Manolo's Food Blog Manolo Loves the Food!

February 16, 2011

You say Pierogie and I say Perogy

Filed under: Canadian Food,Cheese,Recipes — raincoaster @ 7:20 am

Gluten Free? Why not, I guess

It must be said, and that by me (for my extensive blogging staff appears to have gotten into the sherry and is AWOL) that I am indeed making the very most that can be made of my missing gallbladder and subsequent license to eat whatever I want, whenever I want, regardless of how fatty it is. After months where bacon was an abstract concept and cheese a mere hypothetical, the luscious richness that fat brings to, say, Saint Andre Brie is a revelation.

Now, there are two ways to do this, to dive back into a diet that suddenly includes fat.

  1. The high-fashion route, ie lardons. As in Goop and other pretentious monstrosities such as the Pork Martini. Yes, the Pork Martini: The pork Martini serves many needs on many levels! In these pomo days, when old formulas are reborn with futile twists for our fickle, fin-de-siècle tastes, the meat cocktail stands out above wobbly, cranberry-tainted attempts at bar trendiness. When one abandons the olive garnish for that of a pork-rind wedge, the pork Martini merges the flavors of the working class with that of wealthier ones, bridging social strata. It has the humanitarian goal of bettering the nutrition of alcoholics, offering protein for those who prefer their lunches liquid: since meat digests longer, it will both inebriate and offer nutrients for longer periods! It will open new markets to pork consumption, adding American jobs to every level of the meat-industrial complex. And, finally, it looks really weird. To which one can only reply: Oh honey. Oh honey. Oh honey, shut up and get me another Bombay Sapphire 6:1 with a twist.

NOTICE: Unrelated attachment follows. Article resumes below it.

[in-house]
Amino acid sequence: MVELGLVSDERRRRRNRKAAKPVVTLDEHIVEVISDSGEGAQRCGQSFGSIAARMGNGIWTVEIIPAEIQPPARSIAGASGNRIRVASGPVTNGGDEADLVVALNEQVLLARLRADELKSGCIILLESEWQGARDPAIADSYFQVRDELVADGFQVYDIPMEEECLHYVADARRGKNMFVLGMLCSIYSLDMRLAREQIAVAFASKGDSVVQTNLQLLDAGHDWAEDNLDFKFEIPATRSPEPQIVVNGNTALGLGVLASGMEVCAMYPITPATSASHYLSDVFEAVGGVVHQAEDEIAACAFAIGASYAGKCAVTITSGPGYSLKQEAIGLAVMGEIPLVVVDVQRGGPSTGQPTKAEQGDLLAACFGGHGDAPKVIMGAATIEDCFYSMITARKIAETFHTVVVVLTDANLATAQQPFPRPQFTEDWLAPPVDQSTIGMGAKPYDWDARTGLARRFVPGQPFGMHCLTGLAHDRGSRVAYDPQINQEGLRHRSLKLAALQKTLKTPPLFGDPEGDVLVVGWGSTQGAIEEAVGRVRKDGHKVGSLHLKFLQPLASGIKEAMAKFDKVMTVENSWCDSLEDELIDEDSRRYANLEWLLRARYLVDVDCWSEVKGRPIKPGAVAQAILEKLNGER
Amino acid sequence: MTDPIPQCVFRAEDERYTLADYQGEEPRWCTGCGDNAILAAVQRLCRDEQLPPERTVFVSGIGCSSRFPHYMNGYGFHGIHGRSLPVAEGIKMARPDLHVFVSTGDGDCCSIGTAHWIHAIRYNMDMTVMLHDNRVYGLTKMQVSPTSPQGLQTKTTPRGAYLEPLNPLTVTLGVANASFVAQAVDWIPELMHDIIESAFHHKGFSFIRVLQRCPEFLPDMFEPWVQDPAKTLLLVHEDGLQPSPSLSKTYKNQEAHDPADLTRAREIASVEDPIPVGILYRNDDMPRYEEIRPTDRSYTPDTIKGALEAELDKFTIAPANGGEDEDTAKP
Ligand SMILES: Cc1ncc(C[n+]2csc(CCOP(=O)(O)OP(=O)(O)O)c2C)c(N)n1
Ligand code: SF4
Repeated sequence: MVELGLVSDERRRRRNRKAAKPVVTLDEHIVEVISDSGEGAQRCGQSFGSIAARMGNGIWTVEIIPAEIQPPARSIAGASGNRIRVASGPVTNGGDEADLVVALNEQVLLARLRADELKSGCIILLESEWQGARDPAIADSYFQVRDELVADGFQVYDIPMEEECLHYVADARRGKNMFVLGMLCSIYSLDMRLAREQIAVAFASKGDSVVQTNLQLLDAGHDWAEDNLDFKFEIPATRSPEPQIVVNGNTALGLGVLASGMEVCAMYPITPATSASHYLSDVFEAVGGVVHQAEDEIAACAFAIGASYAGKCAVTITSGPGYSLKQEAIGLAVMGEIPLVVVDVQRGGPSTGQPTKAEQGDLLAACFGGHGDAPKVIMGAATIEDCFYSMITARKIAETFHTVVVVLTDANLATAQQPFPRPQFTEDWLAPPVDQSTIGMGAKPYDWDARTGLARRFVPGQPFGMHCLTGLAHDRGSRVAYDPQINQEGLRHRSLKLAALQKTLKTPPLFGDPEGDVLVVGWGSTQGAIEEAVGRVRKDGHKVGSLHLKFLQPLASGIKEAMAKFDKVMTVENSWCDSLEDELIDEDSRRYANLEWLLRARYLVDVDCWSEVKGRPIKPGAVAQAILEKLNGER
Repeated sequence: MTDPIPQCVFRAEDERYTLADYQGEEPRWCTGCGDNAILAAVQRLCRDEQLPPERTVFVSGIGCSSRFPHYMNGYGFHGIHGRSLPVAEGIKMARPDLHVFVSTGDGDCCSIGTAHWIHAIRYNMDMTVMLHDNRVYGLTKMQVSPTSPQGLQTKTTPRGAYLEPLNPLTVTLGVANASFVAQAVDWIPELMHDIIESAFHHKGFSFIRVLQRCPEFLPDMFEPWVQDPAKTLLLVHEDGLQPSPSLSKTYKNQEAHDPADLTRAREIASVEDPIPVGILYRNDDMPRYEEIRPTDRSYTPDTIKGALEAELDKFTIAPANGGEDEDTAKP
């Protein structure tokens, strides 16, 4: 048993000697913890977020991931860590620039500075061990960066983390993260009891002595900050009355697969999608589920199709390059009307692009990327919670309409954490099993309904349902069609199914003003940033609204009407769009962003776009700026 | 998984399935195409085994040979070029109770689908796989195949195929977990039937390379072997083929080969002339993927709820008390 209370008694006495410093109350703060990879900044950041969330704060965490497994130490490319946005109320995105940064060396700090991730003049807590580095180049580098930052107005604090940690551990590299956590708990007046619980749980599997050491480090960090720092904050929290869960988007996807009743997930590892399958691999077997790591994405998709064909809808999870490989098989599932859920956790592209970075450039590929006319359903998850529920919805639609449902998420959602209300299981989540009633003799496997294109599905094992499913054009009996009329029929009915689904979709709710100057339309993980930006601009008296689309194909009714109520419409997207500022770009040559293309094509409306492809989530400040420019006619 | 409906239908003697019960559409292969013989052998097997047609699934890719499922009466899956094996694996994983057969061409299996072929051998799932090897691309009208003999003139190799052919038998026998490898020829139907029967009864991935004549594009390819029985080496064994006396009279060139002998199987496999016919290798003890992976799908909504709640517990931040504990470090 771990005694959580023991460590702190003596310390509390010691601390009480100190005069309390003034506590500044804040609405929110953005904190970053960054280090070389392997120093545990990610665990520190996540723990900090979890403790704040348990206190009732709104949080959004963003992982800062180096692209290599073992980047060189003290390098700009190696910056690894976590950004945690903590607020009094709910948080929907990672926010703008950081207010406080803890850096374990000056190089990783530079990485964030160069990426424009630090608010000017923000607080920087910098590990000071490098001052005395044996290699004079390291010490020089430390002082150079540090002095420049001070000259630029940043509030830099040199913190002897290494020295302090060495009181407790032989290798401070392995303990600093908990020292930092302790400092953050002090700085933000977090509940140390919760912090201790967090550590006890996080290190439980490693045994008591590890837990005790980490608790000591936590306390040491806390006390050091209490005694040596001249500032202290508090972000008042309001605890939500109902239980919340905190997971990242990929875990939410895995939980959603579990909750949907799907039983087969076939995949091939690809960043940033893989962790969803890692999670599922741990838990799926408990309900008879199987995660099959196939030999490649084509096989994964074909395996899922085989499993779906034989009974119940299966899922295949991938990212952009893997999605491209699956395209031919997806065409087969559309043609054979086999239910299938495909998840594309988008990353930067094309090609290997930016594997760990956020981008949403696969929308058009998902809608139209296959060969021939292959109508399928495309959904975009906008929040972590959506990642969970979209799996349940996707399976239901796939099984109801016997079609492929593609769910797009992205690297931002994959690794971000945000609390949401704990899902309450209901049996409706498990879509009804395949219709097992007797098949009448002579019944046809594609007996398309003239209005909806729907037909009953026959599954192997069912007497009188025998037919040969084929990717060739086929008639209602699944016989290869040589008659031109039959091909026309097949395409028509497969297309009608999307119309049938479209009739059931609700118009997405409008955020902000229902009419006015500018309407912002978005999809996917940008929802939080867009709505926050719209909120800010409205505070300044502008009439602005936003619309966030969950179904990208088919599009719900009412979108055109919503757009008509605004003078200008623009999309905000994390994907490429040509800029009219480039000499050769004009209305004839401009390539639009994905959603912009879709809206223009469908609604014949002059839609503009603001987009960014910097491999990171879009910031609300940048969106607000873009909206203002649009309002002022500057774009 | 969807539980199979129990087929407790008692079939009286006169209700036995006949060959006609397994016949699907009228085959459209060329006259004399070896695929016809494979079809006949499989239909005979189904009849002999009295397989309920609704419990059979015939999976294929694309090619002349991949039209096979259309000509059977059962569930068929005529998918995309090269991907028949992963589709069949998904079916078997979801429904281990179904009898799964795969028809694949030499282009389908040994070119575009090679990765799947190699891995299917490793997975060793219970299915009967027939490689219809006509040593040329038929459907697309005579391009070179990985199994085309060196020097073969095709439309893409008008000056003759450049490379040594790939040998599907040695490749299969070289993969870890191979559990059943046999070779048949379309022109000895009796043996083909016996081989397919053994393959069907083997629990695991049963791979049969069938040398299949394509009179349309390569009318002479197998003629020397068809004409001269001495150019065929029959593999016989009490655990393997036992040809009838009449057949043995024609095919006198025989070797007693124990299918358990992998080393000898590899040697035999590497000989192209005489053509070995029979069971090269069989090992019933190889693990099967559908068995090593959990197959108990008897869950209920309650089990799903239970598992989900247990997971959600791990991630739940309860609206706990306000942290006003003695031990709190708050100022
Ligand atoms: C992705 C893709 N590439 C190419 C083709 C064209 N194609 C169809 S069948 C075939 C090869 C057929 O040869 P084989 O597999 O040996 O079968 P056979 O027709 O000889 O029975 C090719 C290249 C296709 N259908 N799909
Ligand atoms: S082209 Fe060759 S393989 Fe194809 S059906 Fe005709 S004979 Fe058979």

2. The low-rent, diner route. This, my friends, is the route I have chosen (and does it surprise any of you?). The food and the company are both better, and my wallet still respects me in the morning. And in this marvelous, Bukowskian noshquest, I believe I may have found the ultimate food.

Winnipeg Style Perogies.

perogy cat knows when you're cheating on him with gnocchi

perogy cat knows when you're cheating on him with gnocchi